On the other hand, they may take an interest in any random one of them – which will require the game master to come up with a bunch of stuff on the fly. No one can pre-detail everyone in a world.
An individual game system may call its shorthand labels loyalties, natures, motivations, traits, intimacies, alignments, or any of a hundred other things, but they’re all ways of sparing everyone from coming up with a detailed personality profile for every character – and of tagging opponents for easy recognition.
The basic d20 alignment system is one of the really simple ones. It fits the entire universe into only nine slots – a relic of “old school gaming”.
- In an old-school system it worked pretty well. After all, in the basic book and first edition characters died a lot. Most of them quite permanently. New characters were constantly being introduced to the party to replace them – and nobody wanted to spend a lot of game time on the characters getting to know each other and coming to trust each other. Simple alignments covered that? You were good? Your motivations were compatible and you were reasonably trustworthy. You were in. You were neutral? You were tolerably trustworthy as long as prospects looked good, and – after a bit – you could be presumed to develop personal loyalties. You were evil? You couldn’t be trusted and would be – at most – an ally of convenience. With a few “know alignment” spells you could have a party assembled, mostly trusting each other, and ready to go in minutes.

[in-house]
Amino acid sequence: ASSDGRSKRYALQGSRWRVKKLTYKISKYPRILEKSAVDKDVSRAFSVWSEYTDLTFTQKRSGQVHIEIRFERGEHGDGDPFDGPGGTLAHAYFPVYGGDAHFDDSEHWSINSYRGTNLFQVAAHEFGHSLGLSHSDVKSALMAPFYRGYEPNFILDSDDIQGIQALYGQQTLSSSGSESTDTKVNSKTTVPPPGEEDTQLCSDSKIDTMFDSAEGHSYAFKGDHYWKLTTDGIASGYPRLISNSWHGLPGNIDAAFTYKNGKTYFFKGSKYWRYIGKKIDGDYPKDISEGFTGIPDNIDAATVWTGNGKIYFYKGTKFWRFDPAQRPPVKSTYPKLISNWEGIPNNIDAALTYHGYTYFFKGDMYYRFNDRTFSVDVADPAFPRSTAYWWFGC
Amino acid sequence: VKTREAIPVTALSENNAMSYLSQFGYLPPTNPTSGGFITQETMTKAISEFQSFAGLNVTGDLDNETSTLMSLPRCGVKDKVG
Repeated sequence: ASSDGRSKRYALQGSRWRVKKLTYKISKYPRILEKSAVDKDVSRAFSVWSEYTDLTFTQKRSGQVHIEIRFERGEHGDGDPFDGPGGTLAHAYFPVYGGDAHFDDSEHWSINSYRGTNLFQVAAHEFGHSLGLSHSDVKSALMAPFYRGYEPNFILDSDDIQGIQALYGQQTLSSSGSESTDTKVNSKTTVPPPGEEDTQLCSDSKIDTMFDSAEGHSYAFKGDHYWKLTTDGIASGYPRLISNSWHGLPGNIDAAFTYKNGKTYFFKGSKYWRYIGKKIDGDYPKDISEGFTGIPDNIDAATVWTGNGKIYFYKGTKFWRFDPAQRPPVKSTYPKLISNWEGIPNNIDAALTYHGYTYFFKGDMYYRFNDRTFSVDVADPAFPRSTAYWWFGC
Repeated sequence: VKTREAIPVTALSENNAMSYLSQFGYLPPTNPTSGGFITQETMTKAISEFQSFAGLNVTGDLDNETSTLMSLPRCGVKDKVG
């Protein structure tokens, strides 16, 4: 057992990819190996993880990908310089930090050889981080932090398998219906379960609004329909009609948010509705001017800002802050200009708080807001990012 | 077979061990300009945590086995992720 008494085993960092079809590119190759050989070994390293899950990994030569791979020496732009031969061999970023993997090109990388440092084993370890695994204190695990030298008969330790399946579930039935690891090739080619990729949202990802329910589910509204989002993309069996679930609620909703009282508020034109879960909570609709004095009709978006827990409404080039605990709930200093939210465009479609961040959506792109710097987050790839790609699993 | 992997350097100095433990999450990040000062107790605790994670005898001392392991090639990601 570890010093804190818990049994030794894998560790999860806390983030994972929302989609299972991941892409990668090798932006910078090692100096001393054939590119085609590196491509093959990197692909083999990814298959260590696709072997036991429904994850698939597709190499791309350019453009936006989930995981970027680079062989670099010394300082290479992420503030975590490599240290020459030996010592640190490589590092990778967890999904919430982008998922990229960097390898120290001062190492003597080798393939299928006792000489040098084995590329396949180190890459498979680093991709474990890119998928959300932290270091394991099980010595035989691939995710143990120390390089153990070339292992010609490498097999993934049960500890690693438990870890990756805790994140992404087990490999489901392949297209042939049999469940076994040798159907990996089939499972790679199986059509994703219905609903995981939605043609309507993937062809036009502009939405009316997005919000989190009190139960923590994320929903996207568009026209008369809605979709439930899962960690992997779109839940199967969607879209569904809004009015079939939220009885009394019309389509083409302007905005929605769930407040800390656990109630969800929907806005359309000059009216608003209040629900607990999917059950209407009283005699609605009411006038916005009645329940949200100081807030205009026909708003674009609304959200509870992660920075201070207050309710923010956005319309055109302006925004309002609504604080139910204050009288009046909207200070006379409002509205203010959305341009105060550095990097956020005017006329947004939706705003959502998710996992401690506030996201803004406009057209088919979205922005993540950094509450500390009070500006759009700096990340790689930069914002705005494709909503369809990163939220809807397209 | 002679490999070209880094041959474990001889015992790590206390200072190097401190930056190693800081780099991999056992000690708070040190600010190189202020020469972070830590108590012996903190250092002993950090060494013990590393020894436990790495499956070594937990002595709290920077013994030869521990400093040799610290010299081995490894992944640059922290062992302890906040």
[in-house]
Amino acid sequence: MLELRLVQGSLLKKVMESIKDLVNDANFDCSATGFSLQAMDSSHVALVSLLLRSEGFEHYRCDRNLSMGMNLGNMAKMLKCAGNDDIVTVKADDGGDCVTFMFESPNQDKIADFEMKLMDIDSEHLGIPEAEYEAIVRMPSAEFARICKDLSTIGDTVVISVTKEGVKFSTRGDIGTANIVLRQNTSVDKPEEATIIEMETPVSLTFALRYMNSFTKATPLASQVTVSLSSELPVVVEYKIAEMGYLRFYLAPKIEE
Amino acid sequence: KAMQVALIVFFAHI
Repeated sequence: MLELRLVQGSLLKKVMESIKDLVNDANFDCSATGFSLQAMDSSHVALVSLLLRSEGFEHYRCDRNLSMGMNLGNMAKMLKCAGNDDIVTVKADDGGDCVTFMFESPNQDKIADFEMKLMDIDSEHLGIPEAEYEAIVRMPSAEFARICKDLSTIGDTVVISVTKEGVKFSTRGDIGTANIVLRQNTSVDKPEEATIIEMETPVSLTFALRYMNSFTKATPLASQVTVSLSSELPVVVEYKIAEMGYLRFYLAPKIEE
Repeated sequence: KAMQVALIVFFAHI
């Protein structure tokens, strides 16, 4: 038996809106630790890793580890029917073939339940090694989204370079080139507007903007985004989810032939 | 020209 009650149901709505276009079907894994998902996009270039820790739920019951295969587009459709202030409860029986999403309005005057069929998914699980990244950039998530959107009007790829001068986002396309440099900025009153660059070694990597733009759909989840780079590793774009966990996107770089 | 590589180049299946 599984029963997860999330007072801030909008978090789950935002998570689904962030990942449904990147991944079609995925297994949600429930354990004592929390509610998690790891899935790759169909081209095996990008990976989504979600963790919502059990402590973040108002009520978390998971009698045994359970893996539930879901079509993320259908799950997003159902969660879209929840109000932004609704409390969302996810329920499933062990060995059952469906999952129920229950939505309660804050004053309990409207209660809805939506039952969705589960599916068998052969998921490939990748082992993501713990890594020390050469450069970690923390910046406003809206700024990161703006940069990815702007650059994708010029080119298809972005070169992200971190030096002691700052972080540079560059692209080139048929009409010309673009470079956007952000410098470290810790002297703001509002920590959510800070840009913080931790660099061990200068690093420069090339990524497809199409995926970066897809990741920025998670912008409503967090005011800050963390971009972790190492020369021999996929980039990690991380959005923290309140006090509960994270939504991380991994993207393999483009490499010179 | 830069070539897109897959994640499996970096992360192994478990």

- You could sort out which NPC’s were reasonably trustworthy fairly quickly. Was that a bit unrealistic? Why yes! Yes it was! On the other hand, most game masters are not great actors, and can’t supply the hours worth of social interactions, behavioral cues, rumors and reputation, and other information you’d use to make a judgment about whether to trust someone in the real world. Is a spell that tells you “This guy is generally trustworthy”, “this guy could be up to something”, or “You can’t trust this guy” any better or worse as a form of shorthand than saying “I have Sense Motive at +18, does this guy seem to be on the up-and-up?”.